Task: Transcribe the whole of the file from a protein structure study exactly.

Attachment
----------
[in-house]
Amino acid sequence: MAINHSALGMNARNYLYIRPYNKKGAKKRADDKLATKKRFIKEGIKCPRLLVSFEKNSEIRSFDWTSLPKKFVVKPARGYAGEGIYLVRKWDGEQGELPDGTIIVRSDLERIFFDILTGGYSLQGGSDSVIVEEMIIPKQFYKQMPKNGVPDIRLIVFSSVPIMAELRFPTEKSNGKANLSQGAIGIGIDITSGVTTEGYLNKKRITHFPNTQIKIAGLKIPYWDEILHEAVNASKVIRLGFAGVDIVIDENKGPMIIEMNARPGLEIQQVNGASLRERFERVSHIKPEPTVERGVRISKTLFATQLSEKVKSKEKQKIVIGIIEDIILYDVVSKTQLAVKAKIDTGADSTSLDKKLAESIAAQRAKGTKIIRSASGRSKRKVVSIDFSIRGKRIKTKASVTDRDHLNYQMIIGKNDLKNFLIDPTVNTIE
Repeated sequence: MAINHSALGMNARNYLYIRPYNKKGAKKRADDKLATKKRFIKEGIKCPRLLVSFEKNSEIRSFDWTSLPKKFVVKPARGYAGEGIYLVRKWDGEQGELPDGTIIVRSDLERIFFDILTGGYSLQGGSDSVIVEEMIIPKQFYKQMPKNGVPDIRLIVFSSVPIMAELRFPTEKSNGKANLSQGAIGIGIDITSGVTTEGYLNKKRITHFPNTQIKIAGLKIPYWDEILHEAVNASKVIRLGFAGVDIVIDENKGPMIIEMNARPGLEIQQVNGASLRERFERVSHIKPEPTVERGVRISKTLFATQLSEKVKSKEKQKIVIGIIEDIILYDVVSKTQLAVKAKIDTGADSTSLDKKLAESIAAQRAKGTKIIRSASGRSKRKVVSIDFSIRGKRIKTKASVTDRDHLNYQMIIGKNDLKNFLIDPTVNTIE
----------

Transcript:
[in-house]
Amino acid sequence: MAINHSALGMNARNYLYIRPYNKKGAKKRADDKLATKKRFIKEGIKCPRLLVSFEKNSEIRSFDWTSLPKKFVVKPARGYAGEGIYLVRKWDGEQGELPDGTIIVRSDLERIFFDILTGGYSLQGGSDSVIVEEMIIPKQFYKQMPKNGVPDIRLIVFSSVPIMAELRFPTEKSNGKANLSQGAIGIGIDITSGVTTEGYLNKKRITHFPNTQIKIAGLKIPYWDEILHEAVNASKVIRLGFAGVDIVIDENKGPMIIEMNARPGLEIQQVNGASLRERFERVSHIKPEPTVERGVRISKTLFATQLSEKVKSKEKQKIVIGIIEDIILYDVVSKTQLAVKAKIDTGADSTSLDKKLAESIAAQRAKGTKIIRSASGRSKRKVVSIDFSIRGKRIKTKASVTDRDHLNYQMIIGKNDLKNFLIDPTVNTIE
Repeated sequence: MAINHSALGMNARNYLYIRPYNKKGAKKRADDKLATKKRFIKEGIKCPRLLVSFEKNSEIRSFDWTSLPKKFVVKPARGYAGEGIYLVRKWDGEQGELPDGTIIVRSDLERIFFDILTGGYSLQGGSDSVIVEEMIIPKQFYKQMPKNGVPDIRLIVFSSVPIMAELRFPTEKSNGKANLSQGAIGIGIDITSGVTTEGYLNKKRITHFPNTQIKIAGLKIPYWDEILHEAVNASKVIRLGFAGVDIVIDENKGPMIIEMNARPGLEIQQVNGASLRERFERVSHIKPEPTVERGVRISKTLFATQLSEKVKSKEKQKIVIGIIEDIILYDVVSKTQLAVKAKIDTGADSTSLDKKLAESIAAQRAKGTKIIRSASGRSKRKVVSIDFSIRGKRIKTKASVTDRDHLNYQMIIGKNDLKNFLIDPTVNTIE